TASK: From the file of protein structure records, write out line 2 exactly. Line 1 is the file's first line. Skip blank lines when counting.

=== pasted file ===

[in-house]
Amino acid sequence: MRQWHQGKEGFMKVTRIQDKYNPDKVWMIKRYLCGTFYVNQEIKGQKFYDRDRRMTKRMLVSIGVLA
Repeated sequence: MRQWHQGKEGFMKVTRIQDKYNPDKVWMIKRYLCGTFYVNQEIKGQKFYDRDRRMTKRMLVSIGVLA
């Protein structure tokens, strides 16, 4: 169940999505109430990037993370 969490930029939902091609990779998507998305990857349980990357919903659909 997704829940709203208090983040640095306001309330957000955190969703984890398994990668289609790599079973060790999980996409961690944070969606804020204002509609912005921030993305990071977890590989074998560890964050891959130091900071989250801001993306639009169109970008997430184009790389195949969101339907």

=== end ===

Amino acid sequence: MRQWHQGKEGFMKVTRIQDKYNPDKVWMIKRYLCGTFYVNQEIKGQKFYDRDRRMTKRMLVSIGVLA